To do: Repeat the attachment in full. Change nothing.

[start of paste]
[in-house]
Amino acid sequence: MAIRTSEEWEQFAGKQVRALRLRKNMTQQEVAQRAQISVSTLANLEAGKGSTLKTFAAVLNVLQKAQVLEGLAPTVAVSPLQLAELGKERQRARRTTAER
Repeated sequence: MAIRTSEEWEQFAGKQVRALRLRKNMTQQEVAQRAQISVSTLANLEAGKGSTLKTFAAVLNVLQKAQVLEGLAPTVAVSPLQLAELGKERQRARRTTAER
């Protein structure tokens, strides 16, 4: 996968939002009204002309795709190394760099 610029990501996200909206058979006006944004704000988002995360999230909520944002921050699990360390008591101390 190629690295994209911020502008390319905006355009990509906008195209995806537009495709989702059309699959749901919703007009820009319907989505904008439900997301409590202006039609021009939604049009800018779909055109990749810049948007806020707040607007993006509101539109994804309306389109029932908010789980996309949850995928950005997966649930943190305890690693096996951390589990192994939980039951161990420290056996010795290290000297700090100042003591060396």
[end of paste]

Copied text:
[in-house]
Amino acid sequence: MAIRTSEEWEQFAGKQVRALRLRKNMTQQEVAQRAQISVSTLANLEAGKGSTLKTFAAVLNVLQKAQVLEGLAPTVAVSPLQLAELGKERQRARRTTAER
Repeated sequence: MAIRTSEEWEQFAGKQVRALRLRKNMTQQEVAQRAQISVSTLANLEAGKGSTLKTFAAVLNVLQKAQVLEGLAPTVAVSPLQLAELGKERQRARRTTAER
């Protein structure tokens, strides 16, 4: 996968939002009204002309795709190394760099 610029990501996200909206058979006006944004704000988002995360999230909520944002921050699990360390008591101390 190629690295994209911020502008390319905006355009990509906008195209995806537009495709989702059309699959749901919703007009820009319907989505904008439900997301409590202006039609021009939604049009800018779909055109990749810049948007806020707040607007993006509101539109994804309306389109029932908010789980996309949850995928950005997966649930943190305890690693096996951390589990192994939980039951161990420290056996010795290290000297700090100042003591060396």